Shopping is always a huge tourist draw but there’s no obligation to spend money! You can window shop, try on clothes, and even some shops like department stores offer free makeovers at their cosmetics counter. Get your retail therapy without the retail price.

Sample foods

At the chocolate market in Padua, they were giving away free samples! Of chocolate! Many gelato shops will let you taste for free, the same goes for fruit and vegetable stands. Can’t find a market, try the local Starbucks. They always have someone standing outside with a tray full of free samples.


You’ve seen my pictures by now of me planking all over ancient ruins in Thailand and Cambodia, so you know how fun it is. All you need is your camera and a good sense of humour. Walk around and try to plank on as many monuments as you can! It beats posing like everyone else, and it makes for a better Facebook album!

Make travel videos

If your camera has a video option (and I’m sure it does), take a cue from your favourite film directors and make your own movie! Put on your best National-Geogeaphic-Discovery-channel narator voice, and film everything you see and do in a city. When you get home, whip out iMovie or windows movie maker, edit it all together with a fun song, and voila, you are giving Spielberg a run for his money. I love making travel videos, and you can see from my Youtube. And Youtube travel videos are my favourite pastime, remember “Where the Hell Is Matt?” There’s no reason why you can’t dance your way across Europe. Make sure you film it and post it to youtube!

Sandeman’s new Europe walking tour

In several locations across Europe, there are Free walking tours. Yes, FREE. I’ve seen them in London, Amsterdam, Berlin, and I’m sure they are in more cities. You get a great historical and cultural tour of the city, and you your blood flowing through your legs. Full disclosure -I was once offered a job with them years ago when I lived in London. I didn’t end up taking it because I got another job, but I can confirm that, yes, the tour guides are not paid a salary, they do all the research themselves, and they function off of the tips you may or may not give them after the tour. You are not obligated to tip, but PLEASE TIP THEM. Whatever you can afford.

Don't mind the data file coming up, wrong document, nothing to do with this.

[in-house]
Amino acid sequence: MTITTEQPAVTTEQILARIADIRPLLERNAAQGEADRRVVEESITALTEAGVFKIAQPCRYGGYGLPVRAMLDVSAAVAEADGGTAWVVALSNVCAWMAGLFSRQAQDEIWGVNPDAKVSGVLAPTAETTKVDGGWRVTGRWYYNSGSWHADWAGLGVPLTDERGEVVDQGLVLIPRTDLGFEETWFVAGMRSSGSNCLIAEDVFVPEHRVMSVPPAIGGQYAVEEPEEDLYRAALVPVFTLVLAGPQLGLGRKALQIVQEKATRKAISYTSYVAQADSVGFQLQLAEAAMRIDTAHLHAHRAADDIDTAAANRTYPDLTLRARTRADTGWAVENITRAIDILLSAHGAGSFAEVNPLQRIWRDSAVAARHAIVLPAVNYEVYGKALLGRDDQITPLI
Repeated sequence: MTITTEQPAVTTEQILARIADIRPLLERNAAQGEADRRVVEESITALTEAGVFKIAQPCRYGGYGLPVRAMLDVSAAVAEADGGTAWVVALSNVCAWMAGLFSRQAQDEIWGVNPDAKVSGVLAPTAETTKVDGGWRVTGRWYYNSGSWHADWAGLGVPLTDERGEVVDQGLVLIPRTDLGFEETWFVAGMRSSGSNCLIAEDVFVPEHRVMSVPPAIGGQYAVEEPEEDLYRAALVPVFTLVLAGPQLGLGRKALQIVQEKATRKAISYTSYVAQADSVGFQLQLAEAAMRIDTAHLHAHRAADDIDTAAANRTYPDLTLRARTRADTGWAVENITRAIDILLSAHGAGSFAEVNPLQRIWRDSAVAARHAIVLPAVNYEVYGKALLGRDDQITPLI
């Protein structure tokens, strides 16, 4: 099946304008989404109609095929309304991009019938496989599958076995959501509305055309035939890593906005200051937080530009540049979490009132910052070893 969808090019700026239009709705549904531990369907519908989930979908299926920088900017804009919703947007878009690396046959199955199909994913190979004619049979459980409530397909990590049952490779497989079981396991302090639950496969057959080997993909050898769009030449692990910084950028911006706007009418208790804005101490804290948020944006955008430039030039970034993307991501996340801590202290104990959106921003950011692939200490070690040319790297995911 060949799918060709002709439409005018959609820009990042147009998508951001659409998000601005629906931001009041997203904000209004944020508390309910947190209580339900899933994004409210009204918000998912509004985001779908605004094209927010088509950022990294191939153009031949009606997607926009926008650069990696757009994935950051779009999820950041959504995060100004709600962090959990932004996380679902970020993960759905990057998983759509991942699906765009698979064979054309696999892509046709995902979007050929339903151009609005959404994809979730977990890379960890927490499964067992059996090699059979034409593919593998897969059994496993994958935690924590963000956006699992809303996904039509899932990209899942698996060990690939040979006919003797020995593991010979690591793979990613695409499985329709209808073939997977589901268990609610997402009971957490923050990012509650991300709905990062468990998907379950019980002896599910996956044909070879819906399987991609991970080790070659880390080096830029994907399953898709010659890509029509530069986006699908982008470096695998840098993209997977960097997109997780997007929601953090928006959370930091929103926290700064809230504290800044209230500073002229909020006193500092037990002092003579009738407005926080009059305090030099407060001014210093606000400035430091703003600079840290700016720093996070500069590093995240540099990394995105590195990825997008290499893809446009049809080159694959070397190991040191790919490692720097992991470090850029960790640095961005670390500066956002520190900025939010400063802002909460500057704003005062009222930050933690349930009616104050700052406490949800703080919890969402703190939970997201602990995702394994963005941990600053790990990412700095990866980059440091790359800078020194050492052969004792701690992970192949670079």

Rush tickets for theatres and operas

I am a huge theatre nut, and if I don’t see a play at least every two weeks, I start to get the shakes. However, a lot of people don’t go to the theatre or opera anymore because they find the tickets too expensive and the movies are cheaper. WRONG. Almost every single theatre or opera has a discounted ticket option. Call them ahead of time and see if you can either get:

A) Rush tickets. When a play hasn’t been sold out, or some people couldn’t use the tickets they bought, the theatre will want to sell the extra tickets at a discounted price to ensure capacity. They usually release these tickets about 15 minutes before show time on a first come first serve basis. So if you can remain flexible and wait in a rush line for a few minutes, you can get primo seats for a fraction of what the other patrons paid. Suckers!

B) PWYC tickets. PWYC stands for Pay What You Can, and many theatres will make at least one performance during the week at PWYC performance (in my experience, usually the Sunday matinees). So you can drop in whatever loose change you have in your pocket and see some great shows! Of course, I suggest paying at least €5 for PWYC (actors need to eat!) but really whatever you can ford is great!

See if your Couchsurfing host can cook for you one night

If they offer and are so generous, dont turn it down! Free homecooked meal! Make sure you do the dishes afterwards, and offer to buy them a beer at the pub later.

Now that your day is packed full of free and cheap activities to do, you have no excuse but to make yourself rather merry. Go, grasshopper. Prosper.

Here’s how I spent my money today!